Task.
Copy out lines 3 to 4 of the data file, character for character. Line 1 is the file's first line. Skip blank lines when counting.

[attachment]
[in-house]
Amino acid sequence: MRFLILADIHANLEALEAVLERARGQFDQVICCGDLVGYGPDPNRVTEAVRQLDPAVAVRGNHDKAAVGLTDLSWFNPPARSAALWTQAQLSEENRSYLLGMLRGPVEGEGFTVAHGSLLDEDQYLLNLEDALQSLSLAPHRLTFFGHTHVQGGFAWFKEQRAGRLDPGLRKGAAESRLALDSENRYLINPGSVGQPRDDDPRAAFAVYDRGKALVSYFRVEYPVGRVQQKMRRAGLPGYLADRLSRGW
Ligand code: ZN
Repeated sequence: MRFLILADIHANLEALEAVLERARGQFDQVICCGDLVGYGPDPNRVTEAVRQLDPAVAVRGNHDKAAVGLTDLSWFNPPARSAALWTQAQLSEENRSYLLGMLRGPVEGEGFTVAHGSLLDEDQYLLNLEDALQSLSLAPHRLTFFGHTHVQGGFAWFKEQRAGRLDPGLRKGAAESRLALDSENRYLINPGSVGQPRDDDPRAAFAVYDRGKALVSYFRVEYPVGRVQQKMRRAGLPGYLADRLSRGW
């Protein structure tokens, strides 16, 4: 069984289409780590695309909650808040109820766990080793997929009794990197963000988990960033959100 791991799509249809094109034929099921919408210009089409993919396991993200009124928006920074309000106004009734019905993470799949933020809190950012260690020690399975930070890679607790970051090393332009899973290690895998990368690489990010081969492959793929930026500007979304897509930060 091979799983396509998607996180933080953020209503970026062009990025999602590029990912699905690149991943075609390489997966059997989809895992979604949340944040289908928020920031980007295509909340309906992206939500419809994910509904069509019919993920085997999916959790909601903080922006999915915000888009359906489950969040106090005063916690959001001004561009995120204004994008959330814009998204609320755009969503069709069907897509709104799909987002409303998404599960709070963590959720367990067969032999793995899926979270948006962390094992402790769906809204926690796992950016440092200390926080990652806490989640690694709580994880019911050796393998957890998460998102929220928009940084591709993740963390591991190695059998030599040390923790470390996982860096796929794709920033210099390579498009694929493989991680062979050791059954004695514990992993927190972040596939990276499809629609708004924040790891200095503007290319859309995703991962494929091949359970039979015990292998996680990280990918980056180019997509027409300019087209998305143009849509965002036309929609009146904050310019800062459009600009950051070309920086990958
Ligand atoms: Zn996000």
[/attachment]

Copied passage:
Ligand code: ZN
Repeated sequence: MRFLILADIHANLEALEAVLERARGQFDQVICCGDLVGYGPDPNRVTEAVRQLDPAVAVRGNHDKAAVGLTDLSWFNPPARSAALWTQAQLSEENRSYLLGMLRGPVEGEGFTVAHGSLLDEDQYLLNLEDALQSLSLAPHRLTFFGHTHVQGGFAWFKEQRAGRLDPGLRKGAAESRLALDSENRYLINPGSVGQPRDDDPRAAFAVYDRGKALVSYFRVEYPVGRVQQKMRRAGLPGYLADRLSRGW